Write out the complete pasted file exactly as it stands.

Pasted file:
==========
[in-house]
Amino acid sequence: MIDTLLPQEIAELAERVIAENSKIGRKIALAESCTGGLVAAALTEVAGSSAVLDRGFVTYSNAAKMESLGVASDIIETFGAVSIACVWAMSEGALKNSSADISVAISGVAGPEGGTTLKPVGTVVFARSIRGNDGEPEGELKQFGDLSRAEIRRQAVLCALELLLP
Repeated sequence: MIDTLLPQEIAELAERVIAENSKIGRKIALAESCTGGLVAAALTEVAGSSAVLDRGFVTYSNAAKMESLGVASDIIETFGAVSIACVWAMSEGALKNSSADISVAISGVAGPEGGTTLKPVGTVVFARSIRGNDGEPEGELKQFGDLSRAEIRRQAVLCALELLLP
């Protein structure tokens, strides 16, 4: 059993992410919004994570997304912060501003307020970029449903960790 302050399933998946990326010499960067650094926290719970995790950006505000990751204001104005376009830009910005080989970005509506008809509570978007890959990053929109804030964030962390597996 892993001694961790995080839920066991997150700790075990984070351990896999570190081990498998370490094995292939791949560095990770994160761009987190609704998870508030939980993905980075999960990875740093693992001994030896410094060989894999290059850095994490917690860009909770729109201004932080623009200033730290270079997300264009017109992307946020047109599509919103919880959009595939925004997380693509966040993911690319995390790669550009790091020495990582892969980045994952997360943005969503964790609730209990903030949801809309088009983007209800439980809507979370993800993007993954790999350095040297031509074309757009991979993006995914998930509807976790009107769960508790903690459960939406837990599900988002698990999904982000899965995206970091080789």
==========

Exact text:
[in-house]
Amino acid sequence: MIDTLLPQEIAELAERVIAENSKIGRKIALAESCTGGLVAAALTEVAGSSAVLDRGFVTYSNAAKMESLGVASDIIETFGAVSIACVWAMSEGALKNSSADISVAISGVAGPEGGTTLKPVGTVVFARSIRGNDGEPEGELKQFGDLSRAEIRRQAVLCALELLLP
Repeated sequence: MIDTLLPQEIAELAERVIAENSKIGRKIALAESCTGGLVAAALTEVAGSSAVLDRGFVTYSNAAKMESLGVASDIIETFGAVSIACVWAMSEGALKNSSADISVAISGVAGPEGGTTLKPVGTVVFARSIRGNDGEPEGELKQFGDLSRAEIRRQAVLCALELLLP
């Protein structure tokens, strides 16, 4: 059993992410919004994570997304912060501003307020970029449903960790 302050399933998946990326010499960067650094926290719970995790950006505000990751204001104005376009830009910005080989970005509506008809509570978007890959990053929109804030964030962390597996 892993001694961790995080839920066991997150700790075990984070351990896999570190081990498998370490094995292939791949560095990770994160761009987190609704998870508030939980993905980075999960990875740093693992001994030896410094060989894999290059850095994490917690860009909770729109201004932080623009200033730290270079997300264009017109992307946020047109599509919103919880959009595939925004997380693509966040993911690319995390790669550009790091020495990582892969980045994952997360943005969503964790609730209990903030949801809309088009983007209800439980809507979370993800993007993954790999350095040297031509074309757009991979993006995914998930509807976790009107769960508790903690459960939406837990599900988002698990999904982000899965995206970091080789």